LEADER: This is the Word of God for the people of God.
PEOPLE:  Thanks be to God.

Almost immediately after Israelites set off on their journey once again, they became impatient.  They weren't happy that they had to go the long way around.  They spoke against God and Moses and started complaining once again.  Those grumpy, grumbling Israelites.  What's with them, anyway?

If you've ever been stuck in traffic, had to take a detour route, or simply been on a long journey, maybe you can relate.  This past week there have been two major accidents causing delays and rerouting around the Chattanooga area:  (1) a mudslide on Lookout Mountain has closed Nick-A-Jack Road for the week, causing folks to drive a longer route up and around the mountain to get to their homes and to Camp Lookout and (2) a tractor trailer accident in the median on I-75 caused delays on both the interstate and alternate routes for hours.  I imagine impatience and complaining were among the responses to both of these incidents. 

In the background from Numbers 11, 14, and 20 we learned that the Israelites had a history of complaining when things didn't go their way.  Here they are again.  They are complaining about being taken out of Egypt (which was in truth being set free from slavery in Egypt).  The very next words of complaint out of their mouths are: "there is no food and no water, and we detest this miserable food." (v.5)  If we looked at other translations, we would see that they are saying there is no "bread" and they are complaining about the manna.  Numbers 11 also records complaints about manna.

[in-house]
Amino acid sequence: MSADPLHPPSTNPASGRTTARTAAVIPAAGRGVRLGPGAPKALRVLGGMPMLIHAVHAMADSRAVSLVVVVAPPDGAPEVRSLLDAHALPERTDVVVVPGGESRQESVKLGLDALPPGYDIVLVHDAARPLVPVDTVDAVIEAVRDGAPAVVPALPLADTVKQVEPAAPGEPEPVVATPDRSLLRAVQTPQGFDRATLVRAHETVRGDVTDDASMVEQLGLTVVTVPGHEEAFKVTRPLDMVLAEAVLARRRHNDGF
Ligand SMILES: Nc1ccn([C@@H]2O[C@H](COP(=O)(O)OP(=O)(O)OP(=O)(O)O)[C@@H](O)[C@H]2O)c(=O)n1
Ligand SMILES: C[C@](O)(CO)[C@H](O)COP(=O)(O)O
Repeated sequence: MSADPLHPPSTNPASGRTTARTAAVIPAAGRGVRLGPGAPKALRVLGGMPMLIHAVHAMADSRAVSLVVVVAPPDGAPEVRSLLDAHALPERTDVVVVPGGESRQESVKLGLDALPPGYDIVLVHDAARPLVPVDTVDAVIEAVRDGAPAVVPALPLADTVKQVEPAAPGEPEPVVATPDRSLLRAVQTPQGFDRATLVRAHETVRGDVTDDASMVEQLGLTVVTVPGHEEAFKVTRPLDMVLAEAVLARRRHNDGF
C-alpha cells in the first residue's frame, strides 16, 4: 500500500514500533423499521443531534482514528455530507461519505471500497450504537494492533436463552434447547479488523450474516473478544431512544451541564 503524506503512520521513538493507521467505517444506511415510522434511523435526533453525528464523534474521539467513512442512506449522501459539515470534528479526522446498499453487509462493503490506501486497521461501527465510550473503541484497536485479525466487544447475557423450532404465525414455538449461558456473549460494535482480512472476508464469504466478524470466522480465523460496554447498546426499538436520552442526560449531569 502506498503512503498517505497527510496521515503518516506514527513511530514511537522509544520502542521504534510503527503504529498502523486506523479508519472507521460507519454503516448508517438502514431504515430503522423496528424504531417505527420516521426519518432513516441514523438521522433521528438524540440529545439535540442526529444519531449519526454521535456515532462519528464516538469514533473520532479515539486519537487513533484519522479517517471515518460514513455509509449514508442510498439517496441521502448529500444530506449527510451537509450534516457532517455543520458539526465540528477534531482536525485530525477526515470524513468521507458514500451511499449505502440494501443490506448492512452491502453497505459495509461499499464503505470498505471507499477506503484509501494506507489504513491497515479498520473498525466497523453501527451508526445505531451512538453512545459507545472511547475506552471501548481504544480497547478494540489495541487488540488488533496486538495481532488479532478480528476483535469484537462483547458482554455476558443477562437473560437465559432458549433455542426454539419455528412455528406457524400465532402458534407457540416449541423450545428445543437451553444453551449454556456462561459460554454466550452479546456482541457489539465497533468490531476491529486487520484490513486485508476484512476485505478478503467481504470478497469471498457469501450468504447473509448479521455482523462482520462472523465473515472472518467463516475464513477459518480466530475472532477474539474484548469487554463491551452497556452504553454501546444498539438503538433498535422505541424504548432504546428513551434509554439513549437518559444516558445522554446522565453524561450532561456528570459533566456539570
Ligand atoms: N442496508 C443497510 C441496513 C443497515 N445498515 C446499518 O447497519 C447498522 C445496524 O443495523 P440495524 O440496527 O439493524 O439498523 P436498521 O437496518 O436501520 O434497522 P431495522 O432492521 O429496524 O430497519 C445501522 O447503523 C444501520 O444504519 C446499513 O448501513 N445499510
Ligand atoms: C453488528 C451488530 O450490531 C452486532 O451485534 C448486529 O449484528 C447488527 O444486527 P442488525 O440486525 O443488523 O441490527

Remember that they were very grateful for the manna at one time, when they were starving in the wilderness without sustenance (Exodus 16).  But now the manna is no longer satisfying their wants and they consider it "miserable".  The Israelites also complain about not having water here, but they just experienced the situation with Moses bringing forth water from the rock (Numbers 20).  How quickly they forgot the blessings and provisions upon becoming tired, hungry, and thirsty.

But it isn't just them, is it?  When we become tired, hungry, and thirsty, our impatience begins to show and our complaining comes through.  Like the Israelites, we can quickly forget the recent blessings and provisions we experienced or received.

Back to Numbers 21 and the Israelites.